Coronavirus Tests

Authored by
Last reviewed
September 4, 2021

COVID-19 Tests

The US Centers for Disease Control and Prevention (CDC) Data Tracker reported over 528 million RT-PCR diagnostic tests had been performed to confirm SARS-CoV-2 coronavirus infections. As of September 3, 2021, the percentage of COVID-19 nucleic acid amplification tests that are positive reached 9.6% for the prior 7 days.

As of August 31, 2021, the U.S. Food and Drug Administration (FDA) announced it had authorized 409 coronavirus diagnostic tests, including molecular tests, antibody tests, and antigen tests during the COVID-19 pandemic. Furthermore, molecular authorizations can be used with home-collected samples. In addition, there is one molecular prescription at-home test, antigen prescription at-home tests, OTC at-home antigen tests, and OTC molecular tests.

Visit the FDA website for a list of authorized COVID-19 diagnostic methods. To summarize the performance of FDA-authorized molecular methods with an FDA reference panel, visit this webpage.

SARS-CoV-2 Diagnostic Test Panels

Diagnostic testing analyzes the qualitative detection of nucleic acid from the COVID-19 disease in upper and lower respiratory specimens such as nasal swabs, throat swabs, and, if possible, sputum collected from individuals who meet COVID-19 clinical and/or epidemiological criteria. Nucleic acid amplification tests are molecular tests that detect the virus's genetic material collected from the patient.

SARS-CoV-2 Serological Test

Antibody testing is an important step to tell if someone has been previously infected. It will provide more understanding of the coronavirus, including how long antibodies stay in the body. However, if they provide immunity, there is no identified advantage of assays on whether they test for IgG, IgM, IgG, or total antibody, says the CDC. The serology or antibody test measures the number of antibodies present in the blood when the body responds to a specific infection, like SARS-CoV-2.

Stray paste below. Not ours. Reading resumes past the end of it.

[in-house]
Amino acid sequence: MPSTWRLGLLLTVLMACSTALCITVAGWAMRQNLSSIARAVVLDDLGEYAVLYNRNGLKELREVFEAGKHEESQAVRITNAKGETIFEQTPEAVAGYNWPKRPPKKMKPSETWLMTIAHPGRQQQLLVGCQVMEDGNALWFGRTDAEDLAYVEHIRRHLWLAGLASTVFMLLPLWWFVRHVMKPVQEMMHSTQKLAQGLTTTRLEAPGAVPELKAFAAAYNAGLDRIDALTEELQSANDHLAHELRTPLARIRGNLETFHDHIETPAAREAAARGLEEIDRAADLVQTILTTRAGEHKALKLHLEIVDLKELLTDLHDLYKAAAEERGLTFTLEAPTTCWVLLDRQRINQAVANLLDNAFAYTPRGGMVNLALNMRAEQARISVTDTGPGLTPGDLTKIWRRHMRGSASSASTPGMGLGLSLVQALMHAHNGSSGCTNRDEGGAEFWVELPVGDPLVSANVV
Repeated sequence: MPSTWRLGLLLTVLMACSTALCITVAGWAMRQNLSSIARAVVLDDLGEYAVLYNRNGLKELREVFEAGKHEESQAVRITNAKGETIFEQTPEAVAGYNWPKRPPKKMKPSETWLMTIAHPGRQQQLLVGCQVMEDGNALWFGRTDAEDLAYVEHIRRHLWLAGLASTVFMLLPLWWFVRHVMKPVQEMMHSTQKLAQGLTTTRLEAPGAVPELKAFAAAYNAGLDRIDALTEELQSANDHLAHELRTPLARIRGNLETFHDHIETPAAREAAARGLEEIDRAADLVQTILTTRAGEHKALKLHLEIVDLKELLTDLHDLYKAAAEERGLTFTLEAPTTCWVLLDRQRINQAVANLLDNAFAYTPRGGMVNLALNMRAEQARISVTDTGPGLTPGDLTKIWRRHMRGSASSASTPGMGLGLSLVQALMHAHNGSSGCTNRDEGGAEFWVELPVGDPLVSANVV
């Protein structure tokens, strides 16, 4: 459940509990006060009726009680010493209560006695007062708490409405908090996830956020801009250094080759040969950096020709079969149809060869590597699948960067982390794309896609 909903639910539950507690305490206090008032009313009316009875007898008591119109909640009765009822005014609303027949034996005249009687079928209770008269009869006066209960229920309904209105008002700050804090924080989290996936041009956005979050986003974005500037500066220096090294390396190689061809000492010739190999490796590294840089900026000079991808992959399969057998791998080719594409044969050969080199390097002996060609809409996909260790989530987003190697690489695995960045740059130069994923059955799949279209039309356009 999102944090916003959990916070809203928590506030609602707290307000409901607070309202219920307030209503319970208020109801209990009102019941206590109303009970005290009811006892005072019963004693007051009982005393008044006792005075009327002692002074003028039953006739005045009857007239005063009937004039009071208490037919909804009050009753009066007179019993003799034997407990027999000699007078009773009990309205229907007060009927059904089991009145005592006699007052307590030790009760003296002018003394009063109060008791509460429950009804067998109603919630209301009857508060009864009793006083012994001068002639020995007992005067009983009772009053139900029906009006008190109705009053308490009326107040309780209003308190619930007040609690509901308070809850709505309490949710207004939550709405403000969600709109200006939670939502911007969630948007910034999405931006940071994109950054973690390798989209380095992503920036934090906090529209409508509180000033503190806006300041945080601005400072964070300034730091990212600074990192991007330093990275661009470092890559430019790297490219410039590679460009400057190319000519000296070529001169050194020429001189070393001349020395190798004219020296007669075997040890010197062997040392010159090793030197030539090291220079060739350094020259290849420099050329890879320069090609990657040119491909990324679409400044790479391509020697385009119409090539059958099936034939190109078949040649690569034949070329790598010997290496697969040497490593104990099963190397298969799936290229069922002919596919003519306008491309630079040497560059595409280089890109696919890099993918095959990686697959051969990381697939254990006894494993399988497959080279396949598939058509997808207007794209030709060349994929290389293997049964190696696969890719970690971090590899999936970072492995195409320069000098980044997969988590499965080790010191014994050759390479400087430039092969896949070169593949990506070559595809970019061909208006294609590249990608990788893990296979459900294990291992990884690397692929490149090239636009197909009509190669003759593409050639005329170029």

Currently, Authorized SARS-CoV-2 antibody tests are not validated to evaluate specific immunity or protection from SARS-CoV-2 infection. For more information about antibody testing, see Antibody (Serology) Testing for COVID-19: Information for Patients and Consumers; and Serology/Antibody Test FAQs on Testing for SARS-CoV-2.

SARS-CoV-2 Lateral Flow Tests

Lateral flow tests (LFTs) can tell you if you’re infected with COVID-19 within minutes, rather than waiting 24-48 hours for the results of a PCR test. A recent Cochrane Review (March 2021) combined the results of multiple studies assessing the accuracy of LFTs, found that the average sensitivity of such tests was 72% among people with COVID-19 symptoms, and 58% for people without symptoms. 

SARS-CoV-2 Combination Tests

The U.S. FDA assists healthcare providers in preparing for the 2020-2021 flu season during the COVID-19 pandemic by issuing emergency use authorizations for diagnostic tests to detect and differentiate the viruses that cause COVID-19 disease and influenza. While the seasonal Flu and COVID-19 are both contagious respiratory illnesses, but unlike viruses cause them, says the CDC.

Note: If you think you have COVID-19 and need a test, contact your healthcare provider immediately. Or, contact your local health department regarding questions about testing. The FDA's COVID-19 Industry Hotline (1-888-INFO-FDA, press *) addresses questions on topics such as diagnostic testing. If you received a COVID-19 vaccination, be aware that if you have a positive test result on a SARS-CoV-2 antibody test, it is possible you were previously infected with SARS-CoV-2. A COVID-19 vaccination may also cause a positive antibody test result for some but not all antibody tests. 

SARS-CoV-2 Test News

After December 31, 2021, the U.S. CDC will withdraw the request to the U.S. FDA for Emergency Use Authorization of the CDC 2019-Novel Coronavirus (2019-nCoV) Real-Time RT-PCR Diagnostic Panel the assay first introduced in February 2020 for detection of SARS-CoV-2 only. CDC provides this advance notice for clinical laboratories to have adequate time to select and implement one of the many FDA-authorized alternatives.

NOTE:  The information is sourced from organizations such as the CDC, NIH, WHO, and the Precision Vax news network and reviewed by Dr. Robert Carlson.